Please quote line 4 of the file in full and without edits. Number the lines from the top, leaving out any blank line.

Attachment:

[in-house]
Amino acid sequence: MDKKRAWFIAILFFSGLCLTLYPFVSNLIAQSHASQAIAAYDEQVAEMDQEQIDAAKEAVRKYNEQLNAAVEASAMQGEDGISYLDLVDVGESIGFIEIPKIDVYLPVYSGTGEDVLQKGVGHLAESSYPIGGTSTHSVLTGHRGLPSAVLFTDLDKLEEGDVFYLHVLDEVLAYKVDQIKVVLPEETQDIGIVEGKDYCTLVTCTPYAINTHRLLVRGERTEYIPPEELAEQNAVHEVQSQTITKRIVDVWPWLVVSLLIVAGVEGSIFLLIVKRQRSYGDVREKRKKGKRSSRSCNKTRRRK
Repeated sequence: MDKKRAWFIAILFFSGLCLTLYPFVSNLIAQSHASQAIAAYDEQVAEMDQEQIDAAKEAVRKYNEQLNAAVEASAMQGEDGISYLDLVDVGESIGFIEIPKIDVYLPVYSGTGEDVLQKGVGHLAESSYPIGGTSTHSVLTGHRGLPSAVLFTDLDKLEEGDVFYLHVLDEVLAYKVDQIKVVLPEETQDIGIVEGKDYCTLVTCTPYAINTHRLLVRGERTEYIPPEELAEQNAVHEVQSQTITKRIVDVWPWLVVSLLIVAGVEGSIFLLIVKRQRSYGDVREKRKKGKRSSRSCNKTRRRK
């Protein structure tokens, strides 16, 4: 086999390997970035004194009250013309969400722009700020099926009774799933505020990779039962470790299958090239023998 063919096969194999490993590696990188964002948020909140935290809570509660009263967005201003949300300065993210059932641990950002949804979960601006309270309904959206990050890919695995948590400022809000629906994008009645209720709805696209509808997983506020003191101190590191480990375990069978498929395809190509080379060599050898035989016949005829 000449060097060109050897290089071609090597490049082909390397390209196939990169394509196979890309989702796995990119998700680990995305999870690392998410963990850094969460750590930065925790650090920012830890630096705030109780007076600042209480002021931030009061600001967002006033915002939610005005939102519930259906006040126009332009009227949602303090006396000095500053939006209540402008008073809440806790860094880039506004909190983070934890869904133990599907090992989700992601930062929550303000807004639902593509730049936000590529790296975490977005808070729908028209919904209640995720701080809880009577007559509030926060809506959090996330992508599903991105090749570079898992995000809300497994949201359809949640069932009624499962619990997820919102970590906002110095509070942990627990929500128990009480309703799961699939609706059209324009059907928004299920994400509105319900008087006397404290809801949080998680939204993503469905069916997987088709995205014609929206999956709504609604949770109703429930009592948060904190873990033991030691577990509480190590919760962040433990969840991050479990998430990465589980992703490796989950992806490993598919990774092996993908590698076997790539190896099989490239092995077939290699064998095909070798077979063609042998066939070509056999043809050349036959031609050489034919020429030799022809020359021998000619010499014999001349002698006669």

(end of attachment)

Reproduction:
């Protein structure tokens, strides 16, 4: 086999390997970035004194009250013309969400722009700020099926009774799933505020990779039962470790299958090239023998 063919096969194999490993590696990188964002948020909140935290809570509660009263967005201003949300300065993210059932641990950002949804979960601006309270309904959206990050890919695995948590400022809000629906994008009645209720709805696209509808997983506020003191101190590191480990375990069978498929395809190509080379060599050898035989016949005829 000449060097060109050897290089071609090597490049082909390397390209196939990169394509196979890309989702796995990119998700680990995305999870690392998410963990850094969460750590930065925790650090920012830890630096705030109780007076600042209480002021931030009061600001967002006033915002939610005005939102519930259906006040126009332009009227949602303090006396000095500053939006209540402008008073809440806790860094880039506004909190983070934890869904133990599907090992989700992601930062929550303000807004639902593509730049936000590529790296975490977005808070729908028209919904209640995720701080809880009577007559509030926060809506959090996330992508599903991105090749570079898992995000809300497994949201359809949640069932009624499962619990997820919102970590906002110095509070942990627990929500128990009480309703799961699939609706059209324009059907928004299920994400509105319900008087006397404290809801949080998680939204993503469905069916997987088709995205014609929206999956709504609604949770109703429930009592948060904190873990033991030691577990509480190590919760962040433990969840991050479990998430990465589980992703490796989950992806490993598919990774092996993908590698076997790539190896099989490239092995077939290699064998095909070798077979063609042998066939070509056999043809050349036959031609050489034919020429030799022809020359021998000619010499014999001349002698006669």